• Megan Snedeker

Classroom Setting: The Great Equalizer

Updated: Sep 13, 2018

Whether you're a fan of (or limited to) traditional classroom seating or are an advocate for flexible seating, how you choose to set up your classroom is one of the easiest ways to make or break a class culture or a lesson. It's also one of the cheapest, all it costs is a bit of labor and some time to push furniture around.


This post won't cover flexible seating, as that's an entirely different ballpark and much less cost-effective than the ideas we'll be discussing today, but if you want to learn more about the wonderful world of flexible seating, here are some resources to check out:

The AMAZING classroom of Mrs. Rebecca Malmquist. Learn more here: https://www.cultofpedagogy.com/flexible-classroom/

As a teacher, how you choose to set up your classroom is a personal choice, and what works well for one person may not work well for others - that's a given. I don't mean to say any of these layouts are necessarily bad and don't mean to offend if it's your preferred layout, but these are just the layouts I've found don't work quite as well.

The "Madeline" inspiration.

I've always thought of the Madeline books when looking at this sort of seating arrangement. I think it reminds me of the row of identical beds, and all the identically dressed children who had to get into perfect, uniform lines and do the same exact things. I've never really felt like that was the right set up for a classroom of incredibly unique children.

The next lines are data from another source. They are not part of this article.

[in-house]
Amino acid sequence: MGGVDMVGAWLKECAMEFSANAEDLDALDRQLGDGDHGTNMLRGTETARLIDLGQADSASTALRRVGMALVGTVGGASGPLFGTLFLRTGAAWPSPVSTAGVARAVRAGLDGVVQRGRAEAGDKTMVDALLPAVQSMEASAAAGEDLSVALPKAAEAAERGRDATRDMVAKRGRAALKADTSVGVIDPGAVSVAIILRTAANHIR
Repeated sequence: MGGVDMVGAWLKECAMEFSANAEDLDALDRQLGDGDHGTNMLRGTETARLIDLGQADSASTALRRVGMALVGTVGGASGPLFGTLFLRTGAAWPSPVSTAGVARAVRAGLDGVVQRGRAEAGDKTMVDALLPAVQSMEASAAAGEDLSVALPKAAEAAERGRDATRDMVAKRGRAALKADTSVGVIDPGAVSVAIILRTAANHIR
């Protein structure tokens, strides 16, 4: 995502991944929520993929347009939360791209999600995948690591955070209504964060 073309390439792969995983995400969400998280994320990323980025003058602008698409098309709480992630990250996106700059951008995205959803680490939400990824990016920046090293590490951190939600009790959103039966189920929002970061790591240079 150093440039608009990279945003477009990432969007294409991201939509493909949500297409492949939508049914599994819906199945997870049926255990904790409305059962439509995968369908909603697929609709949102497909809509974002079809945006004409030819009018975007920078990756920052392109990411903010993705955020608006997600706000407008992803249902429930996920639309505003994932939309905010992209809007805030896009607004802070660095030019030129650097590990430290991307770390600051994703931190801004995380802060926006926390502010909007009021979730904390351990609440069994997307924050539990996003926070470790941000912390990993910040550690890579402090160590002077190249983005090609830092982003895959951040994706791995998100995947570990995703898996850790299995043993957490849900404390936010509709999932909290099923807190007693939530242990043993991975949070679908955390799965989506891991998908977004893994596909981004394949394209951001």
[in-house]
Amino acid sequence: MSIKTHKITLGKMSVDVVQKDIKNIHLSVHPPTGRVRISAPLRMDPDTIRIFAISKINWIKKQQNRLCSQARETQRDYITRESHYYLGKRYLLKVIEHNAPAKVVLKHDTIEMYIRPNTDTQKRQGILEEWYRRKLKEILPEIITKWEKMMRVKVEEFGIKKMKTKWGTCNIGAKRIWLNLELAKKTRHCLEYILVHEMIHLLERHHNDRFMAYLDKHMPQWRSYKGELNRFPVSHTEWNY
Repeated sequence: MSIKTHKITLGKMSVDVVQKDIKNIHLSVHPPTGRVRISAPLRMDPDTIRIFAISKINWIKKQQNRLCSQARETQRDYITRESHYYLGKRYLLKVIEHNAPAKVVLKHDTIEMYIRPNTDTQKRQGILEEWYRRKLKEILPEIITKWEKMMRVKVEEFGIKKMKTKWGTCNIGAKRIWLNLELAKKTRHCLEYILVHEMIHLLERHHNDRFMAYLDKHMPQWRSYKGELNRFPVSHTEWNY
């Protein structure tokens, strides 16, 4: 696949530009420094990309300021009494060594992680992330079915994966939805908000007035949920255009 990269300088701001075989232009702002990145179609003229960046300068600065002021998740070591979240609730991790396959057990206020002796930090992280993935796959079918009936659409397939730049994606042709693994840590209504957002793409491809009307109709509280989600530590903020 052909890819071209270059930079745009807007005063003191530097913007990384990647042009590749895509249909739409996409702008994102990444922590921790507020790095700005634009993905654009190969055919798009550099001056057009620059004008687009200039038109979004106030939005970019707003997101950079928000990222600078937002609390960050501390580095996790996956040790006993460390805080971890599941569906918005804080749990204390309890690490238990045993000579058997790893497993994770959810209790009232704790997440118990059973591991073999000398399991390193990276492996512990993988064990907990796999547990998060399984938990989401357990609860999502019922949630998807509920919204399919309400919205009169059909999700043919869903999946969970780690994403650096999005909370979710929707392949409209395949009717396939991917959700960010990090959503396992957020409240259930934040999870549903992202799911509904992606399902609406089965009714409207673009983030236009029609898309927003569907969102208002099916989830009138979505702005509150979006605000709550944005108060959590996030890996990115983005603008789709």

The Problems:

The Madeline style of seating arrangement, most importantly, screams classroom. Now, you might be a bit confused. "They're in a classroom, so isn't that a good thing?" I hear you asking. Unfortunately, it's not. Our students have grown up hating being in the classroom, thinking school is a waste of time, and just wanting to get out of there. C'mon, you were a high schooler once too.


You want your classroom to feel inviting in a way that the Madeline doesn't provide. You want students to come into your room and feel like things are different in here. You want them to feel comfortable and welcome, and want to get their guards down. Instead of having a room that looks like the same rooms they've already spent four hours in, you want a room that invites creative energy.


The Madeline is also harder to do group work in. Sure, you can have everyone get up and turn chairs around or drag desks around, but it makes something that can be streamlined so much messier.


It also promotes partner work over group work, which isn't necessarily a bad thing! For some people, however, smaller groups are more vital to a class environment than partner work, and these rows don't make that style of teaching very easy.


This is definitely veering further into personal preference, but I just can't handle this classroom setup. Obviously, it totally works for what it needs to do: fit as many kids into a room facing the front as possible. However, if any other option is available, it's probably better. This style is hated my the people sitting in those seats as well, considering just getting to their seat if they aren't on the end is a workout.


The Problems: